A new approach is needed to housing crisis, not the same old failed policies
As has so often been the case a single photograph has put an ongoing humanitarian crisis into stark perspective and galvanised the public.
The ongoing housing and homelessness crisis has been in the news for years now with harrowing stories of hardship emerging from every county on a near daily basis.
Despite this the majority of the public have, until very recently, paid scant attention to the issue.
Hotels and hostels the length and breadth of the country may have been full of homeless families but, to a large extent, the general public seemed not to care all that much.
Out of sight out of mind, as they say.
The lack of public outrage has given the Government an excuse for inaction. With no public outcry the political consequences of ignoring the problem were relatively minor.
Hard-left parties made noise in the Dáil but their supporters were hardly likely to vote Fine Gael or Fianna Fáil in any case.
Cold electoral thinking came into play. Why waste time and cash pandering to people who won’t vote for you anyway?
Given the number of landlords in the Dáil – who have vested financial interest in the status quo – there has also been a limited appetite among TDs to seriously address the situation.
Last week the situation changed, literally, overnight.
The photos of Margaret Cash and her children sleeping on benches in Tallaght Garda Station shocked and appalled the public.
The images – which were appalling – showed the human impact of the crisis in the starkest possible terms.
Whatever your opinion of Ms Cash – and plenty of anonymous Internet trolls have attacked her in the vilest terms since her story emerged – no one can deny that the sight of a little boy in his school uniform, huddled on a plastic bench in a garda station lobby is anything other than heartbreaking.
Images of suffering children have a powerful way of galvanising public opinion. Think of the dead baby on the beach that parked the Syrian rescue efforts; the naked, napalm-scorched, young girl in Vietnam or images of child starvation in Africa.
The Cash family’s situation is not as serious – they aren’t fleeing war or starving to death – but they, and many others need our help.
The photos of the Cash family sum up how the State continues to fail its most vulnerable. For years the Government have been allowed get away with utterly failed policies that have done almost nothing to deal with the housing crisis.
The developer focussed approach has been an abject failure and it needs to be ditched. NAMA’s remit should be changed to encourage it to provide development lands to councils and housing bodies that can and will provide houses to those who most need them. Most importantly the Government needs to start spending.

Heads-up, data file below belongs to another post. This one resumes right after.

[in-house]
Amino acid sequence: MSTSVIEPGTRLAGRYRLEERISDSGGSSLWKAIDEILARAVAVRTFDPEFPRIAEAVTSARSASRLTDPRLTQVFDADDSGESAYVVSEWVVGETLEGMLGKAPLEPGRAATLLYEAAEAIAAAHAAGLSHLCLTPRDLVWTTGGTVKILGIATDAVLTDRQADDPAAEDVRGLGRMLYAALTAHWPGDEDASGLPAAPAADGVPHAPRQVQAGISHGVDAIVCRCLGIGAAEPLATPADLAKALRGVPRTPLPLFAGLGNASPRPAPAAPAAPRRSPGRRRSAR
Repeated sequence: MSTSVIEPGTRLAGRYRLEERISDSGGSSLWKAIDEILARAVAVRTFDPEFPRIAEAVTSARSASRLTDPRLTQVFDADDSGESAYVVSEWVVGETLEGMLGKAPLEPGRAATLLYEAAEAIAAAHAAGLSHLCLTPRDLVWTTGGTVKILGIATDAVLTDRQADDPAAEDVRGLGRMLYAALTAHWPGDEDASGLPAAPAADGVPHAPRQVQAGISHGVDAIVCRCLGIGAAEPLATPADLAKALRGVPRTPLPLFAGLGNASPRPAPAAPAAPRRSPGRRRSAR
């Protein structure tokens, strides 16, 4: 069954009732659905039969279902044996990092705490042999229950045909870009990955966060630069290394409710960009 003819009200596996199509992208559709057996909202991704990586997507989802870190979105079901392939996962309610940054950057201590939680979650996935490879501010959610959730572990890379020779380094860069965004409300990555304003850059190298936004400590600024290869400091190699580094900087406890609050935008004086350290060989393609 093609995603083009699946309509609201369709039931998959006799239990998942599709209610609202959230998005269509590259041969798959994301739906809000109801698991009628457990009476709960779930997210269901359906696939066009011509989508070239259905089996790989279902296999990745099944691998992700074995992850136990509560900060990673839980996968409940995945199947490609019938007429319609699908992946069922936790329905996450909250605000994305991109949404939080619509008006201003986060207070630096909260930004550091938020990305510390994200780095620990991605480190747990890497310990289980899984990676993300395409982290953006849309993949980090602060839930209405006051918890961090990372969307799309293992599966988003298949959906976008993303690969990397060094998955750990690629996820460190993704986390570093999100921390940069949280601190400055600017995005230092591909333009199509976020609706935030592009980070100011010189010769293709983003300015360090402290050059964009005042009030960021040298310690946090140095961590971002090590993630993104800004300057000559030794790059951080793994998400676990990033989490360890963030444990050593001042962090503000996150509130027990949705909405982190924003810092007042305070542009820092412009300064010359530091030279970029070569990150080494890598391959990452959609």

Wishful thinking hasn’t worked and the private sector – eyeing enormous profits – hasn’t offered up a magic solution. It is clearly time for a fresh and more aggressive approach to this crisis.
Perhaps Mr Varadkar and Minister Murphy might look to Franklin Roosevelt for inspiration because, right now, thousands of Irish families desperately need a ‘New Deal.’
The case of Margaret Cash, the Dublin mother of seven who slept in Tallaght Garda Station last week when the homeless family could not secure accommodation, has been a widespread source of debate in the past week.
The image of her children huddled up asleep on the station’s waiting room benches was a harrowing sight and you would have to have a heart of stone not to feel for them.
Since she hit the headlines, and said that the State has failed to house her and her children, she has been the target of much abuse and criticism for her parenting and lifestyle choices which have only served to distract from the issue at heart.
Slating the woman for her personal choices, and situations where she may have had no control over, does not change the fact that no child in this country should be sleeping on a garda station bench.
There seems to be a disturbing view that by helping this family and the many others like them, society is somehow enabling them to ‘play the system’.
This is a load of rubbish, because, regardless of whether a parent can afford to house a child or not, that child still needs to be accommodated.
Nobody should have the view that they should sink or swim alone, and when there are children involved, particularly, the State has a duty of care to them.
It is understood that Ms Cash has been on a social housing list for 11 years. If this is true and she has not been housed in all that time then the system is even worse than many of us thought.
While she has taken plenty of abuse since she went public after that night, what do the critics say about the dozens of other families in Dublin alone who also presented to garda stations?
They are not all playing the system or creaming off the State. If anybody had any sort of means to pay for suitable accommodation, of course they would secure it privately for the sake of their children rather than having the face the shame of presenting as homeless in a garda station.
We all know the problems with the lack of housing, extortionate rents and a list of housing applicants which is growing far more rapidly than properties can be sourced or built.
Blaming those in need, however, is never going to be a solution.